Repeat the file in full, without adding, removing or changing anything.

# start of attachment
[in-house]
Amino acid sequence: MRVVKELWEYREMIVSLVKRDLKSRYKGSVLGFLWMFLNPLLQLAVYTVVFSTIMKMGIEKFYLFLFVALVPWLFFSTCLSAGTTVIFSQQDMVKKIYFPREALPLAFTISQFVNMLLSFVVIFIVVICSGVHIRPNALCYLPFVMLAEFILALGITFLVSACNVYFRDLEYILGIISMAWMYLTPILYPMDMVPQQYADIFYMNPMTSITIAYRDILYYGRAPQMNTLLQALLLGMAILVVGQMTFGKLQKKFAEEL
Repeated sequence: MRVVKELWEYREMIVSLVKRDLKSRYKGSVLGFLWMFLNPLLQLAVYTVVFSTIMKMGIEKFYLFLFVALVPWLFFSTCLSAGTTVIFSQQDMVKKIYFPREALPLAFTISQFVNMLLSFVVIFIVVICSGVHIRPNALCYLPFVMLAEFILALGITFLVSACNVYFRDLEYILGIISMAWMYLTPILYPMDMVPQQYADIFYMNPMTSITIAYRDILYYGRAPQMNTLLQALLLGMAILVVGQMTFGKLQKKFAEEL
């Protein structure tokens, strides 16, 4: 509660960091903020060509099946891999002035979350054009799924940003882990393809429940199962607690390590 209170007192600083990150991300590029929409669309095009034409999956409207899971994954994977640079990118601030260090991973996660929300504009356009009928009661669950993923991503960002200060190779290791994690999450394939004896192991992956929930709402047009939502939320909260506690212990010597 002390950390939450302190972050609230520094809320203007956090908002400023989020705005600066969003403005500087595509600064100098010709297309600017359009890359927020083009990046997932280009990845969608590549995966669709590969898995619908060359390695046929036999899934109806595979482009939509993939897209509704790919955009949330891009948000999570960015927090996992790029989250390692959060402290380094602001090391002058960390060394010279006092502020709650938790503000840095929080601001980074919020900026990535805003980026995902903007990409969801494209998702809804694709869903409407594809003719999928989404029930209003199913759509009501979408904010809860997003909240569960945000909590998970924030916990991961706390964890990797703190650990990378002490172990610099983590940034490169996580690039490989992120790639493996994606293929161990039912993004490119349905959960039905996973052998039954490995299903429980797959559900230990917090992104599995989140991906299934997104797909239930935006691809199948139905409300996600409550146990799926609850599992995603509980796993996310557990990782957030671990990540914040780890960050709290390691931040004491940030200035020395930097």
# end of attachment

[in-house]
Amino acid sequence: MRVVKELWEYREMIVSLVKRDLKSRYKGSVLGFLWMFLNPLLQLAVYTVVFSTIMKMGIEKFYLFLFVALVPWLFFSTCLSAGTTVIFSQQDMVKKIYFPREALPLAFTISQFVNMLLSFVVIFIVVICSGVHIRPNALCYLPFVMLAEFILALGITFLVSACNVYFRDLEYILGIISMAWMYLTPILYPMDMVPQQYADIFYMNPMTSITIAYRDILYYGRAPQMNTLLQALLLGMAILVVGQMTFGKLQKKFAEEL
Repeated sequence: MRVVKELWEYREMIVSLVKRDLKSRYKGSVLGFLWMFLNPLLQLAVYTVVFSTIMKMGIEKFYLFLFVALVPWLFFSTCLSAGTTVIFSQQDMVKKIYFPREALPLAFTISQFVNMLLSFVVIFIVVICSGVHIRPNALCYLPFVMLAEFILALGITFLVSACNVYFRDLEYILGIISMAWMYLTPILYPMDMVPQQYADIFYMNPMTSITIAYRDILYYGRAPQMNTLLQALLLGMAILVVGQMTFGKLQKKFAEEL
């Protein structure tokens, strides 16, 4: 509660960091903020060509099946891999002035979350054009799924940003882990393809429940199962607690390590 209170007192600083990150991300590029929409669309095009034409999956409207899971994954994977640079990118601030260090991973996660929300504009356009009928009661669950993923991503960002200060190779290791994690999450394939004896192991992956929930709402047009939502939320909260506690212990010597 002390950390939450302190972050609230520094809320203007956090908002400023989020705005600066969003403005500087595509600064100098010709297309600017359009890359927020083009990046997932280009990845969608590549995966669709590969898995619908060359390695046929036999899934109806595979482009939509993939897209509704790919955009949330891009948000999570960015927090996992790029989250390692959060402290380094602001090391002058960390060394010279006092502020709650938790503000840095929080601001980074919020900026990535805003980026995902903007990409969801494209998702809804694709869903409407594809003719999928989404029930209003199913759509009501979408904010809860997003909240569960945000909590998970924030916990991961706390964890990797703190650990990378002490172990610099983590940034490169996580690039490989992120790639493996994606293929161990039912993004490119349905959960039905996973052998039954490995299903429980797959559900230990917090992104599995989140991906299934997104797909239930935006691809199948139905409300996600409550146990799926609850599992995603509980796993996310557990990782957030671990990540914040780890960050709290390691931040004491940030200035020395930097």